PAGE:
Welcome to the 2nd column of what will be a regular feature here in the Arts section of GoChengdu.
This time we are going to focus on abstract art and perhaps one of the responses that the writer most often faces as an abstract painter, when at a live painting event, when showcasing his work at an exhibition or when guests visit his studio; and that is; "Kan Bu Dong!" (or, I can't understand what I am looking at).
While that can be annoying and really that depends upon the time of day, the length of the show, the mood the artist is in and a myriad of other frivolous or aggravating factors; it's going to happen and it is something as an artist you are going to need a reflex to deal with. Preferably, in a positive way.
One practical observation from hundreds and hundreds of hours at events and shows is that most of the negative reflections come from the Y chromosome. Perhaps as an artist, you may find, as the writer has, that this is some type of gender-based variant of the Pareto Principle or the old 80/20 rule. Interestingly enough, it has been suggested that most buyers and collectors of art in the Western world tend to be rich, old, white men. However, this writer and artist has found from overwhelming experience that most of the time in China, it is women controlling the purse strings when it comes to purchasing an original piece of art for their collection, home or office and women tend to be more diplomatic in their approach to learning about the origins of the work and what makes it special.
Some people say that if you apply the 80/20 Principle to certain areas of your work or life and you focus on the percentages of key inputs that give you your greatest results, while finding ways to downplay or eliminate the rest, then you may achieve your goals on a more satisfying scale. Apparently, we may now also have to compartmentalize the principle into geographic regions. It's a delicate balancing act, but most people and of course, artists as well, do want to win more often than not.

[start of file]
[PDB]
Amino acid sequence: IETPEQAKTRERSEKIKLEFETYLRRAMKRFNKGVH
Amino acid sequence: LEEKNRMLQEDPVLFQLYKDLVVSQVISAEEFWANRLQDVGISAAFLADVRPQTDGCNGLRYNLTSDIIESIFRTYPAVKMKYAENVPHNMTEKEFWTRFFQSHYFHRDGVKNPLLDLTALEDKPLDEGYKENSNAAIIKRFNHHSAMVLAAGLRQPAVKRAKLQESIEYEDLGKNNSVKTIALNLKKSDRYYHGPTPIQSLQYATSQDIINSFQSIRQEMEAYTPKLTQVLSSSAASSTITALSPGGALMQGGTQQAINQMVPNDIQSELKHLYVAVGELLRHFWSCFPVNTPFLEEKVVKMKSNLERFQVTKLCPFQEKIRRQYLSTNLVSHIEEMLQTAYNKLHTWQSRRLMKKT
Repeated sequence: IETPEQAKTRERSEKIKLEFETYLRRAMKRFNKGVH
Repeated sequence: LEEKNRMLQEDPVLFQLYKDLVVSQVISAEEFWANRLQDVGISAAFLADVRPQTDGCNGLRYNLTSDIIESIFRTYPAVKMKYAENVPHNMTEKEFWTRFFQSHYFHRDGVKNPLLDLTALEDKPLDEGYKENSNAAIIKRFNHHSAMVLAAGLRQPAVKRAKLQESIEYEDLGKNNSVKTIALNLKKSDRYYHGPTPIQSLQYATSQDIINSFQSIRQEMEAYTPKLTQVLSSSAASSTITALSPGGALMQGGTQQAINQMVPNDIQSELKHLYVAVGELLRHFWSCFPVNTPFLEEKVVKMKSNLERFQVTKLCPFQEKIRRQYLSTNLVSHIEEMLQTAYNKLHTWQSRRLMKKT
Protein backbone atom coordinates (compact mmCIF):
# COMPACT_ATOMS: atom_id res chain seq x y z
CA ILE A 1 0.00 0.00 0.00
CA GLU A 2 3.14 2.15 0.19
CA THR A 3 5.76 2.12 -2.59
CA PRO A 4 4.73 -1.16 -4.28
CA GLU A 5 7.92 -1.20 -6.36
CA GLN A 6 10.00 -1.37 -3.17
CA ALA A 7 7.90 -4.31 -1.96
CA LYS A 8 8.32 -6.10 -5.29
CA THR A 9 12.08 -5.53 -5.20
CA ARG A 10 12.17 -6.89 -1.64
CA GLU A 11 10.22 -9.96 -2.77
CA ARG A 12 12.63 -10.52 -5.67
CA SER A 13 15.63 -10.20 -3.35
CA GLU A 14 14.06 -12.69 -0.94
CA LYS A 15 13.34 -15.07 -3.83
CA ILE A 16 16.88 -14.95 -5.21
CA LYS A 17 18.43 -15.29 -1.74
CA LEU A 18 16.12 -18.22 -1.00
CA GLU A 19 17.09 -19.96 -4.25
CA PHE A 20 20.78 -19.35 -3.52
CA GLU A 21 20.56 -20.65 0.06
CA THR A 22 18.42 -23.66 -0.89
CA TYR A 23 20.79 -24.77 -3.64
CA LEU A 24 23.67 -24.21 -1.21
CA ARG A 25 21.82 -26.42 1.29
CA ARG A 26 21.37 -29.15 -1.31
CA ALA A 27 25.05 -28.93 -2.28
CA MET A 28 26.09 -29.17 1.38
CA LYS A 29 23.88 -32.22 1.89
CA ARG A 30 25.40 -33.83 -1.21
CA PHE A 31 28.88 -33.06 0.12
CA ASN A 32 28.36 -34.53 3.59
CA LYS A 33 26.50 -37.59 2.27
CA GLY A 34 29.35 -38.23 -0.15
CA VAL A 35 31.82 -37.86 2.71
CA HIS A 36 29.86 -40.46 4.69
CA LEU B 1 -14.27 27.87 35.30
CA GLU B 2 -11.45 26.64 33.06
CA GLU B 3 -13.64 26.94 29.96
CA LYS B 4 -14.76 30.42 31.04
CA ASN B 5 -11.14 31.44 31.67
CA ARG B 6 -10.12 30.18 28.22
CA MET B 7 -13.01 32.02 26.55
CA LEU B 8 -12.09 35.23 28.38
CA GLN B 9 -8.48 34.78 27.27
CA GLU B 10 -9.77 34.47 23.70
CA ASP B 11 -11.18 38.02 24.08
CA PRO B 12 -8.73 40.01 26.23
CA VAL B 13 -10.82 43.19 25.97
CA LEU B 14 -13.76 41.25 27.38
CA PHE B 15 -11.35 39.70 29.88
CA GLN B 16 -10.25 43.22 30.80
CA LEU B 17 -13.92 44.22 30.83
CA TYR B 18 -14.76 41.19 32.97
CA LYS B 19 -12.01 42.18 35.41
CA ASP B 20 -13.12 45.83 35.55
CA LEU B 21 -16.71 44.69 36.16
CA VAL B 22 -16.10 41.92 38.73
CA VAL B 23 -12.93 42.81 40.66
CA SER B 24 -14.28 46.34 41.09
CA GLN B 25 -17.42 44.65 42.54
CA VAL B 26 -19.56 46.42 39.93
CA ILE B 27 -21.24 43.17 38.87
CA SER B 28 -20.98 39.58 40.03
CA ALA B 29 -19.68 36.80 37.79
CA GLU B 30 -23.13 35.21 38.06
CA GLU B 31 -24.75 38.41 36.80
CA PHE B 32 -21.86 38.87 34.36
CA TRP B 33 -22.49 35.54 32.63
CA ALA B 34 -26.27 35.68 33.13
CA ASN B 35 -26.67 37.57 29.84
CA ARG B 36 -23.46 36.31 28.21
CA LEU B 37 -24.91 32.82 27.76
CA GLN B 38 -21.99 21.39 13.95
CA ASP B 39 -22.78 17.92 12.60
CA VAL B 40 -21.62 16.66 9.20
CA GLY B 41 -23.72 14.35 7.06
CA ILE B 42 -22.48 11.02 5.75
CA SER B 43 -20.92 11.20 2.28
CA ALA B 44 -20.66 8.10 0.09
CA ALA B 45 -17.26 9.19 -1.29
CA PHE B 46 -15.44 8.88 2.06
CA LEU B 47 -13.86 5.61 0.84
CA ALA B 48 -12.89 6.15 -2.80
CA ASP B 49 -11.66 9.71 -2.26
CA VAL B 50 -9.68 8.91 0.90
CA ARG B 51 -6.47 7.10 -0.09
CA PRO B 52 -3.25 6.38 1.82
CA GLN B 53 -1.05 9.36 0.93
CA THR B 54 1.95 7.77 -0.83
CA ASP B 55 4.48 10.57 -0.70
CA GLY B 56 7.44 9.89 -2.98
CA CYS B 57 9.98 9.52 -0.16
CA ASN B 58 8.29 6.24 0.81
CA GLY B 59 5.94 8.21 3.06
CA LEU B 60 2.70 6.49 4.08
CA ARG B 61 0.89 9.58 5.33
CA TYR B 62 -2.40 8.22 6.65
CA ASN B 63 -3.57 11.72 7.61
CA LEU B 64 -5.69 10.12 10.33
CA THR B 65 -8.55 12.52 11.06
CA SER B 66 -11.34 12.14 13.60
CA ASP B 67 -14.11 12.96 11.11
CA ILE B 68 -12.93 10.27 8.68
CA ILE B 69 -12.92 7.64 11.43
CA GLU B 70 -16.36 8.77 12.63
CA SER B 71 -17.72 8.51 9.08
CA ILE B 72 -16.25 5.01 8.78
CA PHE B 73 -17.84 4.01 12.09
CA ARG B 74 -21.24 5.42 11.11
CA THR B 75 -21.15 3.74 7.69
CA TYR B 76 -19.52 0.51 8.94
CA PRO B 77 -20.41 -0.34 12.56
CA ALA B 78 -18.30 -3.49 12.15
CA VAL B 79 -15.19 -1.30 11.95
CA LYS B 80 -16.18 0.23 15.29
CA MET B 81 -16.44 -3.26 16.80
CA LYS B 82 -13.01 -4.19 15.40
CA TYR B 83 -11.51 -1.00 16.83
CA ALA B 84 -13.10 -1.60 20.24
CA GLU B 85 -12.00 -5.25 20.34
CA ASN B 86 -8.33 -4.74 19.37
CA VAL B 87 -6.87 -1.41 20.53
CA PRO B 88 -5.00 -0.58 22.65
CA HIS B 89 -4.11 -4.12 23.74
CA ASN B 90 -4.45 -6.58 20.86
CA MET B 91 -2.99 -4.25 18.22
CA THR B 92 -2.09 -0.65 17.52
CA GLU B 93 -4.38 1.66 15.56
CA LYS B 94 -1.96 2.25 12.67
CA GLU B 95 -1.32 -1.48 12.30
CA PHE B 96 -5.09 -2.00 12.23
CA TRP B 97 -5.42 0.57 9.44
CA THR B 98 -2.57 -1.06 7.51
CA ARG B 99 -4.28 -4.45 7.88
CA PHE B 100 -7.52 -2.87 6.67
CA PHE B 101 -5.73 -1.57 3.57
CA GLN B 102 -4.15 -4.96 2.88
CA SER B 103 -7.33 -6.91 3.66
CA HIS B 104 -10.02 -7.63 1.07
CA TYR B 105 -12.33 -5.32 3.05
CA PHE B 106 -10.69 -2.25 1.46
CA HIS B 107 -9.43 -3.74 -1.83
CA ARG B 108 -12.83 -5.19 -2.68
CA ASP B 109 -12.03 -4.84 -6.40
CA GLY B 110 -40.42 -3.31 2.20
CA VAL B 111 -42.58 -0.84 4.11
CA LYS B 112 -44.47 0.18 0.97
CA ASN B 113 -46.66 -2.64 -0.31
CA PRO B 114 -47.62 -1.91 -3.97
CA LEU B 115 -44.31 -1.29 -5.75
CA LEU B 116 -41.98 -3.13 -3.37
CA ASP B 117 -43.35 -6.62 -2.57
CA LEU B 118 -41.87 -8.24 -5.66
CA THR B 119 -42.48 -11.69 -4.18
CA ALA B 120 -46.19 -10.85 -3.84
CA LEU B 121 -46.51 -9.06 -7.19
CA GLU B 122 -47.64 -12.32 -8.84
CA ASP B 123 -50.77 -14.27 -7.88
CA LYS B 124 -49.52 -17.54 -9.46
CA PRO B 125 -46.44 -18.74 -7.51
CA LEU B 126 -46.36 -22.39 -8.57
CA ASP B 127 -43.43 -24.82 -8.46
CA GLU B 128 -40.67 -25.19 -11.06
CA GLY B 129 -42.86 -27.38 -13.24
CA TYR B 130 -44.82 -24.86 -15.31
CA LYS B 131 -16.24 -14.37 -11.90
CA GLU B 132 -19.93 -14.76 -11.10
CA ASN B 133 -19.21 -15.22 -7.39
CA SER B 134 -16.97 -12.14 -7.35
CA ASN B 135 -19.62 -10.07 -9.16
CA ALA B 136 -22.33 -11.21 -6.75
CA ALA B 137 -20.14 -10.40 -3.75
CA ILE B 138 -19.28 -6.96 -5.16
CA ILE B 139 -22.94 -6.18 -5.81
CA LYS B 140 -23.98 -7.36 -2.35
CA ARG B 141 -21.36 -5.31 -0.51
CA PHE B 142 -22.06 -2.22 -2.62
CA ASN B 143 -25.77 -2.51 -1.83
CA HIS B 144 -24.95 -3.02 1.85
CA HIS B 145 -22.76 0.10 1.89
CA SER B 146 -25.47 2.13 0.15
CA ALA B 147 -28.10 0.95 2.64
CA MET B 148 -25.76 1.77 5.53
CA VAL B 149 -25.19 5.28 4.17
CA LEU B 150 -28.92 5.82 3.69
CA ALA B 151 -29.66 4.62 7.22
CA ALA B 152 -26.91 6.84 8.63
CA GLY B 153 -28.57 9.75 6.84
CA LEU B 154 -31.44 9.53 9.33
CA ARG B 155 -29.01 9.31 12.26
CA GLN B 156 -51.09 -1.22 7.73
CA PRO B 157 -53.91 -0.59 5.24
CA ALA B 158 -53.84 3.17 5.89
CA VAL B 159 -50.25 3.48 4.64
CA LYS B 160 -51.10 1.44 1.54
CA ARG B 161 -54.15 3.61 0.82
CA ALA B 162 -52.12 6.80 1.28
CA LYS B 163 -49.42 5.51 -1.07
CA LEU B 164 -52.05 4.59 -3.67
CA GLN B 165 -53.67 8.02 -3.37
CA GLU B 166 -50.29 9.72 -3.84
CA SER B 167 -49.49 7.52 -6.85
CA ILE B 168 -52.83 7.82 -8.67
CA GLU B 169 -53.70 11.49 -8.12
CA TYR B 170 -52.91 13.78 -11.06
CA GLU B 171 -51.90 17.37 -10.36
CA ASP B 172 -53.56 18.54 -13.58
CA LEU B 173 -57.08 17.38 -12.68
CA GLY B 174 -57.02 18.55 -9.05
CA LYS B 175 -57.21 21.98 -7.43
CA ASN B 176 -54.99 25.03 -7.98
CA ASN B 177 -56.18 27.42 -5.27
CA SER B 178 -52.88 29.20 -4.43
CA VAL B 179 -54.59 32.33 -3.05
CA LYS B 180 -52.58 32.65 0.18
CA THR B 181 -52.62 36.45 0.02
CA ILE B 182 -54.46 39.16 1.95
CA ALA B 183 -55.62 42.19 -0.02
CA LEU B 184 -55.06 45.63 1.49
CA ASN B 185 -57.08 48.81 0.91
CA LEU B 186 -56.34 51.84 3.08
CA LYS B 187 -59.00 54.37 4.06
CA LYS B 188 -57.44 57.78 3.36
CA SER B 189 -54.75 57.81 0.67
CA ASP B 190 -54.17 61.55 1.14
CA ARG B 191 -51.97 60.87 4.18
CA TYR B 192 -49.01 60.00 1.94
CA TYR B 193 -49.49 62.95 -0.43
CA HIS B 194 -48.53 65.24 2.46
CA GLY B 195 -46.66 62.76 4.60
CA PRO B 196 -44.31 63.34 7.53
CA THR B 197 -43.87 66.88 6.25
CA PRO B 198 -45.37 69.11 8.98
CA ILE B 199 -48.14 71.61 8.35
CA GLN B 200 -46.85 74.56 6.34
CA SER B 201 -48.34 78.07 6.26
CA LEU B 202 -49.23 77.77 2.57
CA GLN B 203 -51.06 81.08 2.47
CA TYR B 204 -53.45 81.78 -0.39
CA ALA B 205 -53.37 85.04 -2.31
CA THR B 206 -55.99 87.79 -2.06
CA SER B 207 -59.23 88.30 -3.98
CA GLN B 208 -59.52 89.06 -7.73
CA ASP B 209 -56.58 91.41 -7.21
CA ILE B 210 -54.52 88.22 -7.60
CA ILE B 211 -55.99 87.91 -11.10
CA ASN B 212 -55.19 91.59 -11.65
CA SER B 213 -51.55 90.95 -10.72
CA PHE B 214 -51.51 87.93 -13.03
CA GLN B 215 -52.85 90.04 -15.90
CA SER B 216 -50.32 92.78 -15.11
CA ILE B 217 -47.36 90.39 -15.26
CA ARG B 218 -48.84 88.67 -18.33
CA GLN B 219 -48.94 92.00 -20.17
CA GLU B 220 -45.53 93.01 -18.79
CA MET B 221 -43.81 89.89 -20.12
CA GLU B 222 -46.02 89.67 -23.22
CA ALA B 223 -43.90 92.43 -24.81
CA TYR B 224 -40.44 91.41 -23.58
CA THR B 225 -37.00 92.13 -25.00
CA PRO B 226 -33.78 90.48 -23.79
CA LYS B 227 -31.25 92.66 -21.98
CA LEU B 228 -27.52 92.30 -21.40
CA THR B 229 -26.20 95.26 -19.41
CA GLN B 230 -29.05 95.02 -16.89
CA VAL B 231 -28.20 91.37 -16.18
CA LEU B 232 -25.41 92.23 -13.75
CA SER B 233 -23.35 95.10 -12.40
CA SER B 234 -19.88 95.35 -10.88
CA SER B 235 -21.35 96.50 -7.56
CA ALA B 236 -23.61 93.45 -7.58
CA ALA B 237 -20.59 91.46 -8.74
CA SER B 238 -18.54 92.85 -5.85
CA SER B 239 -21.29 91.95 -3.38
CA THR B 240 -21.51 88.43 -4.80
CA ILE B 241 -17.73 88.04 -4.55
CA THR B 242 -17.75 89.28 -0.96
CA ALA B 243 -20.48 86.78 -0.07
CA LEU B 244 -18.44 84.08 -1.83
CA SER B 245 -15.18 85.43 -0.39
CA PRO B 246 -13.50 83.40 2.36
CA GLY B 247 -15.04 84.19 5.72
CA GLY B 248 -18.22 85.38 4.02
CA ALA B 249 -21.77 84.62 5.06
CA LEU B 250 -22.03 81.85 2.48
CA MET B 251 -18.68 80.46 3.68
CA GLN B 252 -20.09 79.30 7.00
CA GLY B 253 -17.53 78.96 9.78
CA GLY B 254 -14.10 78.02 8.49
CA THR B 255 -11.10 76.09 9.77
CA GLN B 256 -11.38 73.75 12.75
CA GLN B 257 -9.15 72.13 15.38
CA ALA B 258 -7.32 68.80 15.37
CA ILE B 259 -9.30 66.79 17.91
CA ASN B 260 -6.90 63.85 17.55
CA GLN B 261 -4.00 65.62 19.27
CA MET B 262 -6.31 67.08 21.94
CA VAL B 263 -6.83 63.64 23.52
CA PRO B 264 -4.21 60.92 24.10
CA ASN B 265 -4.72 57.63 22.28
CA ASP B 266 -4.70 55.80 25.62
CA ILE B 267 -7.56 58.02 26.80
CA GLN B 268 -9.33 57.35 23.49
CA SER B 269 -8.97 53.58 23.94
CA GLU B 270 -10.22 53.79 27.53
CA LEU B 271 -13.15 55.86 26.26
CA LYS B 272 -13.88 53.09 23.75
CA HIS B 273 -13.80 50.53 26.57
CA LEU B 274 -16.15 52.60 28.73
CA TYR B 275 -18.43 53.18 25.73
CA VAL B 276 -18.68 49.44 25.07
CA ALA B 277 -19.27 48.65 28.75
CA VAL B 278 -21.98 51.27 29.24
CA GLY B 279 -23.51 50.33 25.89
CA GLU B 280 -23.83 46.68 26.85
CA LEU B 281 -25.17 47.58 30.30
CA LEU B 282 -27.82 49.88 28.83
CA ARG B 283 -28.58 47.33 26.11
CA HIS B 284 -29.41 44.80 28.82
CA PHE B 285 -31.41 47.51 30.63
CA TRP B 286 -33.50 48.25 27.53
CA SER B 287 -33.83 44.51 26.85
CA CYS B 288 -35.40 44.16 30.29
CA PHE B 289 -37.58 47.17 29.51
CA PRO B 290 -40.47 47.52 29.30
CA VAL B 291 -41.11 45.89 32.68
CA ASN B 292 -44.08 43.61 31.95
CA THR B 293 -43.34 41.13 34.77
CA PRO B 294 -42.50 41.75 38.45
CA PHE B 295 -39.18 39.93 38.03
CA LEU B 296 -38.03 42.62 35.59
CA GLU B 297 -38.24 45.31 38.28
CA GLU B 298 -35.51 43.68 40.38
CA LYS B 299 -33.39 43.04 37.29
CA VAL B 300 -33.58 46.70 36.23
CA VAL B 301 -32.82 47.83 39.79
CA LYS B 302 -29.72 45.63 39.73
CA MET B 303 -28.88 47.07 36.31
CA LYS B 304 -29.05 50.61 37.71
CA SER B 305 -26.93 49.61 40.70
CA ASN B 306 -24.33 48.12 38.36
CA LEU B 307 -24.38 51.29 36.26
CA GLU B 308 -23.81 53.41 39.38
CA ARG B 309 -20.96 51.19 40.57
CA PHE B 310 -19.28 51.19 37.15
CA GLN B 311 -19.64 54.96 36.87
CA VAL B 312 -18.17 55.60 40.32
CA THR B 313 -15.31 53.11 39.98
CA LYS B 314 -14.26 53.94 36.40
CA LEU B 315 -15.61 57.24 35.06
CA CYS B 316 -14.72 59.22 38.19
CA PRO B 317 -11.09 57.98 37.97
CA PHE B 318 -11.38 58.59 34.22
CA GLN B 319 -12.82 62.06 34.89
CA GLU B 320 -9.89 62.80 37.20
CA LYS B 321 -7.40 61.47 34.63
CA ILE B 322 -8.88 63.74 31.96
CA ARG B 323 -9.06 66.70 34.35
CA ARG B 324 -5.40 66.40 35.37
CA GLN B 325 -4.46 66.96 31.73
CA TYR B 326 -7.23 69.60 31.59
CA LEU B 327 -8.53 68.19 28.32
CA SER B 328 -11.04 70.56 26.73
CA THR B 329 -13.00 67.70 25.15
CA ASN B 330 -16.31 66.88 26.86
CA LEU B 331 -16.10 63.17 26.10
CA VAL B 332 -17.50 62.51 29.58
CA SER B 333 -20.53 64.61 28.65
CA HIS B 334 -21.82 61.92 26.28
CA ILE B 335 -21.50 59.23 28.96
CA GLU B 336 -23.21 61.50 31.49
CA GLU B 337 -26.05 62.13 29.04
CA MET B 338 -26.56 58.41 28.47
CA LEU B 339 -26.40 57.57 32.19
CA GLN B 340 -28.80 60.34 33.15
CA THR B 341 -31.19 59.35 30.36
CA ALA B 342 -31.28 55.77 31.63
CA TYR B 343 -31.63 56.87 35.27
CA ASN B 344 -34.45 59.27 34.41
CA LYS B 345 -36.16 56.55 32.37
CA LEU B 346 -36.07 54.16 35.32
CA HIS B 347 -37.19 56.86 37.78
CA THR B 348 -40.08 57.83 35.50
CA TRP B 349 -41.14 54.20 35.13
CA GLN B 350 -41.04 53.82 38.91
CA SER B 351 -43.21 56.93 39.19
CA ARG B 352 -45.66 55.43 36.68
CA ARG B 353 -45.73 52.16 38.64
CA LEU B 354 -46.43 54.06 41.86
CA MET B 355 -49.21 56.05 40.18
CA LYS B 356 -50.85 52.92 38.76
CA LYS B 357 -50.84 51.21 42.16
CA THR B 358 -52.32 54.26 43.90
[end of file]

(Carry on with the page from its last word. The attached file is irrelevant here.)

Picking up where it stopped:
But let's get to the art itself. As with Mosaics, which we described in our previous column as "all around us, all the time"; the same can be said about Abstract Art. Mother Nature is without a doubt, the greatest abstract artist of all time. It is on this thought that the writer relies when approaching a hesitant or dismissive viewer of the work.
You ever watch Youtube vids of those guys milling timber in their backyard or shop?
Those videos can be 15-20 minutes long, which is an enormous commitment in terms of today's world of WeChat, Weibo and Twitter clips. But people watch them and do you know why they would sit there and watch a huge saw cutting through the massive logs of fallen trees?
Because they want to see the reveal. They want to see the beautiful abstract pattern that Mother Nature has formed within the grain of that wood over hundreds of years.
So my approach to those who may not understand abstract art, is that they do in fact understand it. The understanding is within them. That just may not consciously realize it. I may get into a little back and forth with them, like this:
Me: "Do you have hardwood floors at home?"
Them: "Yes, I do."
Me: "Why did you choose that particular floor?
Them: "I liked the wood grain pattern."
Or I may make a friendly wager with them, suggesting that I am 100% sure they have bought abstract art before. Another example:
Me: "Jade is very popular in China. Have you ever bought a jade bracelet for your wife?"
Them: "Well, yes, I have."
Me: "There are thousands and thousands of jade bracelets out there on the market. Why did you buy the one that you chose for your wife?"
Them: "Because I liked the pattern."
Me: "Bingo! Pay up!"
There are so many other examples. Take Coober Pedy or Lightning Ridge in Australia; world famous places for the mining of opals. So what is it about a stone, that people will go out into the middle of nowhere, dig a shaft down 20 or 30 meters into the barren ground and hope they get lucky? Of course; it is the abstract pattern, totally randomly created by nature!